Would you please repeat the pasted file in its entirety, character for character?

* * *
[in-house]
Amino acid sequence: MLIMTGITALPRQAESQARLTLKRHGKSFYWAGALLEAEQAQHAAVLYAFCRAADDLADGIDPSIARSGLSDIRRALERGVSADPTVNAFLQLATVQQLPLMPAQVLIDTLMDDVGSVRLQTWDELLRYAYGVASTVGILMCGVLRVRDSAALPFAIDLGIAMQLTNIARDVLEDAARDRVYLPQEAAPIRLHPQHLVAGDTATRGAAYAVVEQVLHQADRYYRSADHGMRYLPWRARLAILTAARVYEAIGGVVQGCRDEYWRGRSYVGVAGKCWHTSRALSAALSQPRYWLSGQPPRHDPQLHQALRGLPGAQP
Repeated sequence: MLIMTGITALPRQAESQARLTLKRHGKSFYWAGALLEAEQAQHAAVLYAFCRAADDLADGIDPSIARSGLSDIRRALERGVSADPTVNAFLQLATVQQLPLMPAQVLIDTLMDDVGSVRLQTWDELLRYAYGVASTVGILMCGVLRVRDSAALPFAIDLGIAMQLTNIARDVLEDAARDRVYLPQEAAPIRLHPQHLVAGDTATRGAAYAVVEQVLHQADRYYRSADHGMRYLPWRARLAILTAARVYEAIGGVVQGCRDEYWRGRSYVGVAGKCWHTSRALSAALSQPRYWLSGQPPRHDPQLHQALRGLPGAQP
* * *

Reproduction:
[in-house]
Amino acid sequence: MLIMTGITALPRQAESQARLTLKRHGKSFYWAGALLEAEQAQHAAVLYAFCRAADDLADGIDPSIARSGLSDIRRALERGVSADPTVNAFLQLATVQQLPLMPAQVLIDTLMDDVGSVRLQTWDELLRYAYGVASTVGILMCGVLRVRDSAALPFAIDLGIAMQLTNIARDVLEDAARDRVYLPQEAAPIRLHPQHLVAGDTATRGAAYAVVEQVLHQADRYYRSADHGMRYLPWRARLAILTAARVYEAIGGVVQGCRDEYWRGRSYVGVAGKCWHTSRALSAALSQPRYWLSGQPPRHDPQLHQALRGLPGAQP
Repeated sequence: MLIMTGITALPRQAESQARLTLKRHGKSFYWAGALLEAEQAQHAAVLYAFCRAADDLADGIDPSIARSGLSDIRRALERGVSADPTVNAFLQLATVQQLPLMPAQVLIDTLMDDVGSVRLQTWDELLRYAYGVASTVGILMCGVLRVRDSAALPFAIDLGIAMQLTNIARDVLEDAARDRVYLPQEAAPIRLHPQHLVAGDTATRGAAYAVVEQVLHQADRYYRSADHGMRYLPWRARLAILTAARVYEAIGGVVQGCRDEYWRGRSYVGVAGKCWHTSRALSAALSQPRYWLSGQPPRHDPQLHQALRGLPGAQP